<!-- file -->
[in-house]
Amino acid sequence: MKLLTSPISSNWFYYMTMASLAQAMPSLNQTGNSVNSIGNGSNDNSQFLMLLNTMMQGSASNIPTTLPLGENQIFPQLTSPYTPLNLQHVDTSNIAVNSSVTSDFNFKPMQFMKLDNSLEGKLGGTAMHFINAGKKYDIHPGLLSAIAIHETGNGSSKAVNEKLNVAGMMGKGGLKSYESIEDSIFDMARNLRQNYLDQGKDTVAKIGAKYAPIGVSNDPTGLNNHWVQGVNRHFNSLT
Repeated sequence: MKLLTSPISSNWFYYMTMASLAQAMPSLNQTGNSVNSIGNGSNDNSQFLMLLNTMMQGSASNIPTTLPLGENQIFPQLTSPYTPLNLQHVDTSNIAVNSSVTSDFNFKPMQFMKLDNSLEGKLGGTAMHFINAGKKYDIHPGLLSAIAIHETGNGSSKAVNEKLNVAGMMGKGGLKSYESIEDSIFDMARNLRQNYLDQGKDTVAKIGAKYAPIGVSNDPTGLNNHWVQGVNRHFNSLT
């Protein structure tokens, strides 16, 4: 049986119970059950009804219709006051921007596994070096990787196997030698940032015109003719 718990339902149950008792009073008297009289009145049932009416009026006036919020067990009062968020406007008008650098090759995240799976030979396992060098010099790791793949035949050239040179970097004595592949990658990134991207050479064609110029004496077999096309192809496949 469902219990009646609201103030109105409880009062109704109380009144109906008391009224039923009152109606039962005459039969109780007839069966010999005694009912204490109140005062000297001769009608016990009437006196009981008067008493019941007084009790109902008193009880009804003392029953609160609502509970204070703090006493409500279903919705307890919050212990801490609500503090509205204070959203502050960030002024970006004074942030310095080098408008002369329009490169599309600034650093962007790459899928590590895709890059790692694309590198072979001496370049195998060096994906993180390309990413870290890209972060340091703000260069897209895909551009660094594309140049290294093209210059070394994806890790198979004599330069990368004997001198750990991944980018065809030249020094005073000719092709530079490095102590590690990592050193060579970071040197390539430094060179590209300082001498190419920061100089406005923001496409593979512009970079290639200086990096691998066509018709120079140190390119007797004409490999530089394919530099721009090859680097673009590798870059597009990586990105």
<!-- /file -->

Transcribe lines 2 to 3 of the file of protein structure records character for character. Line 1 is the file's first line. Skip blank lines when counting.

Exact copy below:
Amino acid sequence: MKLLTSPISSNWFYYMTMASLAQAMPSLNQTGNSVNSIGNGSNDNSQFLMLLNTMMQGSASNIPTTLPLGENQIFPQLTSPYTPLNLQHVDTSNIAVNSSVTSDFNFKPMQFMKLDNSLEGKLGGTAMHFINAGKKYDIHPGLLSAIAIHETGNGSSKAVNEKLNVAGMMGKGGLKSYESIEDSIFDMARNLRQNYLDQGKDTVAKIGAKYAPIGVSNDPTGLNNHWVQGVNRHFNSLT
Repeated sequence: MKLLTSPISSNWFYYMTMASLAQAMPSLNQTGNSVNSIGNGSNDNSQFLMLLNTMMQGSASNIPTTLPLGENQIFPQLTSPYTPLNLQHVDTSNIAVNSSVTSDFNFKPMQFMKLDNSLEGKLGGTAMHFINAGKKYDIHPGLLSAIAIHETGNGSSKAVNEKLNVAGMMGKGGLKSYESIEDSIFDMARNLRQNYLDQGKDTVAKIGAKYAPIGVSNDPTGLNNHWVQGVNRHFNSLT